d. Social integration of more diverse people, in what were once relatively homogenous societies, has become a source of political challenge and tension.  
e. The relative gap between those who progress faster and those who progress slower further compound the socio-political challenges faced by many countries.

7. These challenges can be found in every society.

a. From the contradictions within Europe, contributing to Brexit; 
b. To the disparate gains between the US eastern and western coastal states as compared to the US mid-west; 
c. To the contradictions and differences between the coastal provinces of China and the inland provinces of China.

What should Singapore do?

8. The question for Singapore is the same.  

a. How should we choose?  
b. How should we choose to enable our people and businesses to benefit from globalisation while managing the inevitable challenges that come with it?

9. For Singapore, to close our borders to globalisation or integration with the rest of the world has never and can never be an option.  For a small city state to survive and thrive, the world must be our hinterland from day 1.  If we agree that that is the case, then the question becomes what must we do to manage the inevitable challenges.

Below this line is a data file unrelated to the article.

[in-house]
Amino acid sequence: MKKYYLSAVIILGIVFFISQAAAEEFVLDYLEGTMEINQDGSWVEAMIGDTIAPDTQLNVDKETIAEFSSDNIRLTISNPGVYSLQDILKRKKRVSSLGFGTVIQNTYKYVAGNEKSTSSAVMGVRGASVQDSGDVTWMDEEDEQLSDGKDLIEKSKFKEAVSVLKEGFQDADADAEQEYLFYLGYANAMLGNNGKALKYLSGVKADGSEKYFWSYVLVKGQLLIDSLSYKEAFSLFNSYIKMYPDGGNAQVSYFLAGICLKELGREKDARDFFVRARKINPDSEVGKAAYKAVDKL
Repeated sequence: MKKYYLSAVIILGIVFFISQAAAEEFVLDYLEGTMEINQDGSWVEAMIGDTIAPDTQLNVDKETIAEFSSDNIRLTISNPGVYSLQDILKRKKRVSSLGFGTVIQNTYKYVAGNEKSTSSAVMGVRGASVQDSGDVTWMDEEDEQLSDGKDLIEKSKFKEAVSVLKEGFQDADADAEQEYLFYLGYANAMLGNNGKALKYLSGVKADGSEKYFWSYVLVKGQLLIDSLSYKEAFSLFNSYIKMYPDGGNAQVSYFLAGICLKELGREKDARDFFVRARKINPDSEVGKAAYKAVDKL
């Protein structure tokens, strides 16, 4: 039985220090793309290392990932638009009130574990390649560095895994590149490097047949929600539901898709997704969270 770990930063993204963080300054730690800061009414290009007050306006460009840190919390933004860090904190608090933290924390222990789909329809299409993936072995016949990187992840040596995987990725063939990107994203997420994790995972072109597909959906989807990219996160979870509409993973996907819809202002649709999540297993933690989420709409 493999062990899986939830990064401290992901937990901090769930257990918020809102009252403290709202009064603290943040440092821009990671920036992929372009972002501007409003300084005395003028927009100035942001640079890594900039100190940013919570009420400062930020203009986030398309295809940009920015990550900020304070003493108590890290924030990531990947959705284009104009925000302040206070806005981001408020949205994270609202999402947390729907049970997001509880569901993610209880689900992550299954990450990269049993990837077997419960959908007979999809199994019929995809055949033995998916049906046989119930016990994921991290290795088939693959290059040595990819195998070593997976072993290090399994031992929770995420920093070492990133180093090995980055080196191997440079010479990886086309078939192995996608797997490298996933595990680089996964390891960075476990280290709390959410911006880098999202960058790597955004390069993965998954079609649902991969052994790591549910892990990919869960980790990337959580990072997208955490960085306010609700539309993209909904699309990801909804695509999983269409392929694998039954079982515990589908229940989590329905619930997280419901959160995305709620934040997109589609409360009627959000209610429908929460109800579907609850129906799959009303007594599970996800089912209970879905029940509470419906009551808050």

10. Today, I offer 6 suggestions for consideration.

Uphold and update rules-based trading system

11. First, we must work with like-minded countries to uphold and update the global open, rules-based trading system.  Certainly, the WTO system is not perfect.  Much have to be done to take into account the changed realities for the rules to keep pace with the times.  More importantly, we need to evolve new rules for the digital economy that will underpin future trade, financial and data flows.  

Diversify our trade partnerships and portfolio